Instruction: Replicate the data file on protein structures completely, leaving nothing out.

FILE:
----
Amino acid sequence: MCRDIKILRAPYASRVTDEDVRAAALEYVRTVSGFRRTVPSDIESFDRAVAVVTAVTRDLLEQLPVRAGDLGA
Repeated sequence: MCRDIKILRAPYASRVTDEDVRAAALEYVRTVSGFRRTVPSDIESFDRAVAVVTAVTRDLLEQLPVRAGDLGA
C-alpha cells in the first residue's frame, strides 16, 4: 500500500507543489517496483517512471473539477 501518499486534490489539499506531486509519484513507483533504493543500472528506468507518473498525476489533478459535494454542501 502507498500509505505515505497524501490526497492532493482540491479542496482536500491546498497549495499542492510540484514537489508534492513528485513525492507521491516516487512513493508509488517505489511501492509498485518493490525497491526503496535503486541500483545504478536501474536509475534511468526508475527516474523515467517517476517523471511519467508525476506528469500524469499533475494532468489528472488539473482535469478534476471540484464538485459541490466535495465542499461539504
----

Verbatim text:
Amino acid sequence: MCRDIKILRAPYASRVTDEDVRAAALEYVRTVSGFRRTVPSDIESFDRAVAVVTAVTRDLLEQLPVRAGDLGA
Repeated sequence: MCRDIKILRAPYASRVTDEDVRAAALEYVRTVSGFRRTVPSDIESFDRAVAVVTAVTRDLLEQLPVRAGDLGA
C-alpha cells in the first residue's frame, strides 16, 4: 500500500507543489517496483517512471473539477 501518499486534490489539499506531486509519484513507483533504493543500472528506468507518473498525476489533478459535494454542501 502507498500509505505515505497524501490526497492532493482540491479542496482536500491546498497549495499542492510540484514537489508534492513528485513525492507521491516516487512513493508509488517505489511501492509498485518493490525497491526503496535503486541500483545504478536501474536509475534511468526508475527516474523515467517517476517523471511519467508525476506528469500524469499533475494532468489528472488539473482535469478534476471540484464538485459541490466535495465542499461539504